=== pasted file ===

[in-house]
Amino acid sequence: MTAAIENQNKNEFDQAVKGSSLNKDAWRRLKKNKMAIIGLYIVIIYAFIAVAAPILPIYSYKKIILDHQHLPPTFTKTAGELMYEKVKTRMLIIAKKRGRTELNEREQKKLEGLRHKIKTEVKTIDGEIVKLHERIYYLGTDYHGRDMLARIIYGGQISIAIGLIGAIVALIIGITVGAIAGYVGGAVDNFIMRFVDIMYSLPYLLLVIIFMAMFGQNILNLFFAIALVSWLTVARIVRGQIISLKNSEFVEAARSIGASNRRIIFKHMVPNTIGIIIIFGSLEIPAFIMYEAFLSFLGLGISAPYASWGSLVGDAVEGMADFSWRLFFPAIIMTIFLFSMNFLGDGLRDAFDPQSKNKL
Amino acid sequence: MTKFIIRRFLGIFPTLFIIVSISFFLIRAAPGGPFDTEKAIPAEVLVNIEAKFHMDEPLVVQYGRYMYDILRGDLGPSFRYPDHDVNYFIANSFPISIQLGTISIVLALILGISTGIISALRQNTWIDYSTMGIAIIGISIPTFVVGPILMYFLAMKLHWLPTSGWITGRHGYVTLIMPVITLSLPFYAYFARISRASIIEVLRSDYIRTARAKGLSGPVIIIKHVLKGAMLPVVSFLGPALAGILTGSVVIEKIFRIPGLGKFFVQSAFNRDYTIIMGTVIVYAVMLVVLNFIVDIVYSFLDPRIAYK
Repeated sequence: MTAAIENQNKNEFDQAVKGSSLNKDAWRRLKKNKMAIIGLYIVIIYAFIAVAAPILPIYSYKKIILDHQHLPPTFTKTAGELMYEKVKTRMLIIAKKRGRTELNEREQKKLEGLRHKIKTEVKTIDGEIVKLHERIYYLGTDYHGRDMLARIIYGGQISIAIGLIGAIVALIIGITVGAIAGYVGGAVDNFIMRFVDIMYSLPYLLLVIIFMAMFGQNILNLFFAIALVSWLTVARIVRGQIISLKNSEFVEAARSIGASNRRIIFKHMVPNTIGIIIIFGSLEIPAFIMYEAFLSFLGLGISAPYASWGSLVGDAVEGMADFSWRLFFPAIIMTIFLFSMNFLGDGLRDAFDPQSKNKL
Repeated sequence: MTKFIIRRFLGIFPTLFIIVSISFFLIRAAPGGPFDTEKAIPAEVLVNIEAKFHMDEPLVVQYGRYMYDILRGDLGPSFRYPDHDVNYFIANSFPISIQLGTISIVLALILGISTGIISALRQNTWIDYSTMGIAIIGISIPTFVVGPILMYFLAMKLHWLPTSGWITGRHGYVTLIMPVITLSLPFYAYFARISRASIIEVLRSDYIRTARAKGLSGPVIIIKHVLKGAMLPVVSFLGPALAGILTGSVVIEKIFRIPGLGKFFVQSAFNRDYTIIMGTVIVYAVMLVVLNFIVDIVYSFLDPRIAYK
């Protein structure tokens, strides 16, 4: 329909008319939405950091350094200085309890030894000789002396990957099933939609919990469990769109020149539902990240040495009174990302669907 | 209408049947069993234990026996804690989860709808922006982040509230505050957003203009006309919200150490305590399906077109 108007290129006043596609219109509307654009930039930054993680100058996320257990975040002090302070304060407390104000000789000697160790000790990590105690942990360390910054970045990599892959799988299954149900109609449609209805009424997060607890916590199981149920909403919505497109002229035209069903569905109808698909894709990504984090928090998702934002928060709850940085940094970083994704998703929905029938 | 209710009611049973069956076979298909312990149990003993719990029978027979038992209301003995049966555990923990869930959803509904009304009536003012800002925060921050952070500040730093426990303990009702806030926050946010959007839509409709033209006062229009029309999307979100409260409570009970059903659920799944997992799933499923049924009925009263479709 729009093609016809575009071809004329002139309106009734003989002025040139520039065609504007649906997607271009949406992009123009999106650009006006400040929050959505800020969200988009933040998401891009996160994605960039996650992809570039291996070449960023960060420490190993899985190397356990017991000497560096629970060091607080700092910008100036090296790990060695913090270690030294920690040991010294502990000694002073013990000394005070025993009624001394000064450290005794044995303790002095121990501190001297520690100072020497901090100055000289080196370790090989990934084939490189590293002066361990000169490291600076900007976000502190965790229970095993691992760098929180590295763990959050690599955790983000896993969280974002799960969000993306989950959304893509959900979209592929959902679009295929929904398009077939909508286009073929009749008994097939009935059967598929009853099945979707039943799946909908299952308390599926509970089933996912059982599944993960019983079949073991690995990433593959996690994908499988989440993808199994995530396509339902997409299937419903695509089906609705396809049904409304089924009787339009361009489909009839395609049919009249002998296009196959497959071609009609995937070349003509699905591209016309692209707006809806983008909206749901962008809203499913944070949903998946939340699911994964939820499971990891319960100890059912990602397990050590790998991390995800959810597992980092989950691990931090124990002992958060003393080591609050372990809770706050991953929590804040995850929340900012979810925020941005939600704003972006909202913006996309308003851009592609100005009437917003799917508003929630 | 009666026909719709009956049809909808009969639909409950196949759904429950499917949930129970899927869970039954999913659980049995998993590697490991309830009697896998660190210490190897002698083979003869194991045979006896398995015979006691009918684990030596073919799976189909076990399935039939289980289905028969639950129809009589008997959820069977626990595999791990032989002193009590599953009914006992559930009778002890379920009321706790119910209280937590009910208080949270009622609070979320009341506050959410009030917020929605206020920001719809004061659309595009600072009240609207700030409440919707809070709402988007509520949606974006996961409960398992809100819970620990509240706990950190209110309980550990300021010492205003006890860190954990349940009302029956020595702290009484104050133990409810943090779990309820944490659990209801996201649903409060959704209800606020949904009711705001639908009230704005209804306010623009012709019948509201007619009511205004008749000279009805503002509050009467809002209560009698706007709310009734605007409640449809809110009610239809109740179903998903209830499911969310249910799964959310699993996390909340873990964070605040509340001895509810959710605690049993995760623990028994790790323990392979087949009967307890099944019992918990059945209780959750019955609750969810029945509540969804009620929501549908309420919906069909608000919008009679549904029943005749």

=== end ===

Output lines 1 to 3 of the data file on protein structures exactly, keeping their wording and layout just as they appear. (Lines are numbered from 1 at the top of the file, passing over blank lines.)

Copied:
[in-house]
Amino acid sequence: MTAAIENQNKNEFDQAVKGSSLNKDAWRRLKKNKMAIIGLYIVIIYAFIAVAAPILPIYSYKKIILDHQHLPPTFTKTAGELMYEKVKTRMLIIAKKRGRTELNEREQKKLEGLRHKIKTEVKTIDGEIVKLHERIYYLGTDYHGRDMLARIIYGGQISIAIGLIGAIVALIIGITVGAIAGYVGGAVDNFIMRFVDIMYSLPYLLLVIIFMAMFGQNILNLFFAIALVSWLTVARIVRGQIISLKNSEFVEAARSIGASNRRIIFKHMVPNTIGIIIIFGSLEIPAFIMYEAFLSFLGLGISAPYASWGSLVGDAVEGMADFSWRLFFPAIIMTIFLFSMNFLGDGLRDAFDPQSKNKL
Amino acid sequence: MTKFIIRRFLGIFPTLFIIVSISFFLIRAAPGGPFDTEKAIPAEVLVNIEAKFHMDEPLVVQYGRYMYDILRGDLGPSFRYPDHDVNYFIANSFPISIQLGTISIVLALILGISTGIISALRQNTWIDYSTMGIAIIGISIPTFVVGPILMYFLAMKLHWLPTSGWITGRHGYVTLIMPVITLSLPFYAYFARISRASIIEVLRSDYIRTARAKGLSGPVIIIKHVLKGAMLPVVSFLGPALAGILTGSVVIEKIFRIPGLGKFFVQSAFNRDYTIIMGTVIVYAVMLVVLNFIVDIVYSFLDPRIAYK